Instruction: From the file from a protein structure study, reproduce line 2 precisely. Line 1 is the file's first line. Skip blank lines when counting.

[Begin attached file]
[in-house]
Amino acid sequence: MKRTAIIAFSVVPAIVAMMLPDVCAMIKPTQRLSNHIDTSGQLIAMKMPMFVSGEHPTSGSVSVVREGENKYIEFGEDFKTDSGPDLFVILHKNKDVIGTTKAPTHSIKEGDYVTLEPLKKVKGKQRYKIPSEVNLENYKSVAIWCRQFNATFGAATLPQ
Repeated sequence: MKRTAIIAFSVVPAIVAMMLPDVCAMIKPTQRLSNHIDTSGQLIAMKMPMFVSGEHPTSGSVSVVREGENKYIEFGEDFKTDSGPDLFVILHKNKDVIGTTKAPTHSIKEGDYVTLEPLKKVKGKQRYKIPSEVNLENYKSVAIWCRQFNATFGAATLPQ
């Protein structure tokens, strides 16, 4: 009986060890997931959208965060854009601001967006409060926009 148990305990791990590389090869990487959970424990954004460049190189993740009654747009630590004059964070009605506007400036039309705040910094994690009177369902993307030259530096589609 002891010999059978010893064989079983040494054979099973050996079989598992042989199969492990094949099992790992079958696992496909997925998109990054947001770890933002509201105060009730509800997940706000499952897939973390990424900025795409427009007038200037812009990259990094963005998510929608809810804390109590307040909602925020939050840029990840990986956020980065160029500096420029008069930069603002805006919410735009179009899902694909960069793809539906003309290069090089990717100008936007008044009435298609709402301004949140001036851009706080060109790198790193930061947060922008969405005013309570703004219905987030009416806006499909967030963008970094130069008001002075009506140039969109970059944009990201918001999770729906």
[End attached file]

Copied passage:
Amino acid sequence: MKRTAIIAFSVVPAIVAMMLPDVCAMIKPTQRLSNHIDTSGQLIAMKMPMFVSGEHPTSGSVSVVREGENKYIEFGEDFKTDSGPDLFVILHKNKDVIGTTKAPTHSIKEGDYVTLEPLKKVKGKQRYKIPSEVNLENYKSVAIWCRQFNATFGAATLPQ